There was much talk about a snowpocalypse, but luckily that didn’t affect Portland which only got a couple of inches of snow, only the people driving from out of town.
I always try to fly on Southwest and this trip was no different. I flew from Dallas to Kansas City and onto Portland. The current issue of Spirit magazinefeatures articles about Dallas, and being from Dallas, I thought I wouldn’t see anthing new, but I did discover a new nature hiking trail that I plan on checking out soon.
I always knew Texas is business friendly but wasn’t aware that ‘more corporations are based in Texas than any other state. There are 20+ Fortune 500 companies headquartered in Dallas (yes, the now infamous JCPenney included).
After arriving in Portland, I hopped on the train to downtown which was super cheap at $2.35 for the ride. I was pretty pleased with Portland’s public transit and didn’t have to rent a car which is always nice.
I was unable to get a room at the conference hotel, The Governor Hotel, so I got a room at the nearby Paramount hotel, which was very nice. I definitely enjoyed the Jacuzzi tub each night of my stay. I had a corner executive suite and had some nice views of downtown Portland.
The next morning I woke up early and headed over to SearchFest.
What would a search conference be without a quote from Matt Cutts?!
Next up was lunch, which was surprisingly good considering the food I’ve had at other conferences isn’t always up to par. Great job Jake’s Catering!
The next session I attended was the Conversion Optimization session presented by Susan Delz of Ion Interactive and Lulu Gephart of REI. If you haven’t checked out LiveBall from Ion Interactive, I highly suggest checking out this great landing page optimization tool that I was introduced to recently. (link to LiveBall)
After this session, for the final breakouts, I was one of 30 others who listened to Todd Friesen and Ian Lurie talk about Building Your Search Agency. This was a great session that featured lots of humor, obscene language, David Hasselhoff naked and lots of tips for running a search agency. I have to say that this one was my favorite of the day.
After the keynote, everyone hung around for a few hours for the Happy Hour sponsored by ethology. There were lots of great people to talk with and I met a lots of great people. You can see the rest of my Searchfest 2011 pictures at Flickr.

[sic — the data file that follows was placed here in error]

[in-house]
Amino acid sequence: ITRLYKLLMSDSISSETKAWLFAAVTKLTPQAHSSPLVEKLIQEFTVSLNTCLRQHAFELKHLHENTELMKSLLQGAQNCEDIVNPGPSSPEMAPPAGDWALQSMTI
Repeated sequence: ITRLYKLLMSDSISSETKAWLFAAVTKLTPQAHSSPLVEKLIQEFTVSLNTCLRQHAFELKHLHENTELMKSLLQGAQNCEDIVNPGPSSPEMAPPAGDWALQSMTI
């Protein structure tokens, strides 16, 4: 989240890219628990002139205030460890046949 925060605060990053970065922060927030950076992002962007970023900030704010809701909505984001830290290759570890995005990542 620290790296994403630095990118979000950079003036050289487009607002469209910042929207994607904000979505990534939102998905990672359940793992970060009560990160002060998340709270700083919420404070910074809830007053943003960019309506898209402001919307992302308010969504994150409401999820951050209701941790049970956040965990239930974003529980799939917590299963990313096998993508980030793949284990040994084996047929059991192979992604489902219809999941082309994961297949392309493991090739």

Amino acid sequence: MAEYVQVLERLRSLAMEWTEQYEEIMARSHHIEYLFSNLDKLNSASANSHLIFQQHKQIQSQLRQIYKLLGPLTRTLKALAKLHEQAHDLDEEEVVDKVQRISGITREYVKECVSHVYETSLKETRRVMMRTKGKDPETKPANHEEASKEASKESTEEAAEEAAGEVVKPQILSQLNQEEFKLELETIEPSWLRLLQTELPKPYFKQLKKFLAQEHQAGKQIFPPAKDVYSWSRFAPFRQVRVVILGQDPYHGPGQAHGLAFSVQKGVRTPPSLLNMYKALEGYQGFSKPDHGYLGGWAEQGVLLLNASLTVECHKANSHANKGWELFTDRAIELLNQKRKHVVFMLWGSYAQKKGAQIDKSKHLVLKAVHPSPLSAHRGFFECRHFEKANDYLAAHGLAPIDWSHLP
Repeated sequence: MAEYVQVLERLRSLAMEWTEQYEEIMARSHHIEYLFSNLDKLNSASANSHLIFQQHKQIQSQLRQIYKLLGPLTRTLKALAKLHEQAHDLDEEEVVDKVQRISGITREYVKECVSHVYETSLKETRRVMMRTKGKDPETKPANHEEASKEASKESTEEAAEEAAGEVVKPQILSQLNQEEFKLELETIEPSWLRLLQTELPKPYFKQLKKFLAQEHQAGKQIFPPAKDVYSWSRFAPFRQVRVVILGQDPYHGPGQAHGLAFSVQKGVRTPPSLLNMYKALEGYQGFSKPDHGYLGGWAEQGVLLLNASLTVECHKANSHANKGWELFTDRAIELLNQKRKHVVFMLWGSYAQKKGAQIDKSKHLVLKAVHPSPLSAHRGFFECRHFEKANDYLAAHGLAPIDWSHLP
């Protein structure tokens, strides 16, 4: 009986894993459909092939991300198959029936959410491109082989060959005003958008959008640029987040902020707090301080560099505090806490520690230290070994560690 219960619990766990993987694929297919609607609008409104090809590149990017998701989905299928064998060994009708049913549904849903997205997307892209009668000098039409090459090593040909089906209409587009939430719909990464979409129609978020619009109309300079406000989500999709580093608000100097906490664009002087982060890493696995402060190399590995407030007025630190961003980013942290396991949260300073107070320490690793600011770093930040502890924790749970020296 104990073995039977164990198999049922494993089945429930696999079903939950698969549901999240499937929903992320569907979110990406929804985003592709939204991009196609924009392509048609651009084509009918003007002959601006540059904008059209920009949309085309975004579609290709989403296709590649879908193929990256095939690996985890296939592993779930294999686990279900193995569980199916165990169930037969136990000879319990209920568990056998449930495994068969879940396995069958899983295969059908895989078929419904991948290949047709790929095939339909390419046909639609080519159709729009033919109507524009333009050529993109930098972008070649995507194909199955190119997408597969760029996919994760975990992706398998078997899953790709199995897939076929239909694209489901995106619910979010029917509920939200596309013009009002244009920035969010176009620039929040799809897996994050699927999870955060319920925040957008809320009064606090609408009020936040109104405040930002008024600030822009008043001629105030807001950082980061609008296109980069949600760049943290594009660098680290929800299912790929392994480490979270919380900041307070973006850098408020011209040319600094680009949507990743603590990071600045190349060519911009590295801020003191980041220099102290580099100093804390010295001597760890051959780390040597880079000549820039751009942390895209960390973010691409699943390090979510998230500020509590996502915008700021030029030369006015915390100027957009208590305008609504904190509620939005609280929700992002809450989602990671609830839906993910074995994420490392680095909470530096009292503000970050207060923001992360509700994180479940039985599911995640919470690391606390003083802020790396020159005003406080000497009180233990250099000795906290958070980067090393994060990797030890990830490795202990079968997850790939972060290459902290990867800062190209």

The next day, I headed out to the airport. There wasn’t any snow on the ground in downtown, but there was on the outskirts of town.
Overall, SearchFest was a great conference and I’m hoping to attend next year. Thanks to SEMpdx, David Mihm and all of the others who made this a great event.
Here is the SEO presentation that I gave in Houston at the Interactive Strategies Conference on September 16, 2010. Please leave a comment below if you have any questions or need clarification. To any attendees, thank you for listening!
I recently have been going through my emails and clicking like crazy on the ‘unsubscribe’ links in a lot of the messages I have been getting recently. In doing so, I have seen quite a few different unsubscribe messages. The majority of these unsubscribe messages are pretty short and to the point and have a check box for ‘unsubscribe’ and not much else.
However, I recently came across a great idea by Gordon’s Jewelers that I wanted to share because I think it is something that all retailers should emulate. Instead of just letting me choose to either (a) receive emails or (b) not receive emails, they give a few other options to change the frequency of the emails instead of just unsubscribing. So instead of unsubscribing, I simply changed my preference to receive less emails and Gordon’s didn’t lose an email subscriber.
The frequency of the emails is the main reason I have been going through and unsubscribing from so many offers. It seems like most retailers are sending me an email at least weekly if not more. If given the option by these companies, I would in many cases simply lessen the frequency that I get their email communications.
Here is Gordon’s Jewlers email unsubscribe page:
In a study in March of 2010, only 37% of the 100 major online retailers surveyed have some type of option to change email preferences, while the others simply use an unsubscribe option. This seems like a big loss for the other 63% if you ask me!
What options are you giving to YOUR email subscribers?
OpenCamp kicked off today and I was one of the lucky attendees. I was not able to attend the Friday festivities with the US Army Golden Knights, but from everything I heard, it was definitely a successful event. There are photos and coverage of Friday here and here.
I arrived at OpenCamp around 8am to sign in and get ready to start the conference. I didn’t register until the day before, so I didn’t have a fancy printed badge like everyone else, but Mark Ramsey was kind enough to help fill in my details.
After checking in, I went into the main room to sit around and talk with other attendees. The first session was scheduled to begin at 8:30 but by 9:00, they announced there were technology difficulties, so they wouldn’t be starting until 9:30. Luckily, I went out to the sponsor tables and Microsoft had a few boxes of Dunkin Donuts to fill my belly while I waited for the conference to begin.
At 9:30, the show was started by John P as promised. From then on things seemed to move at twice the speed.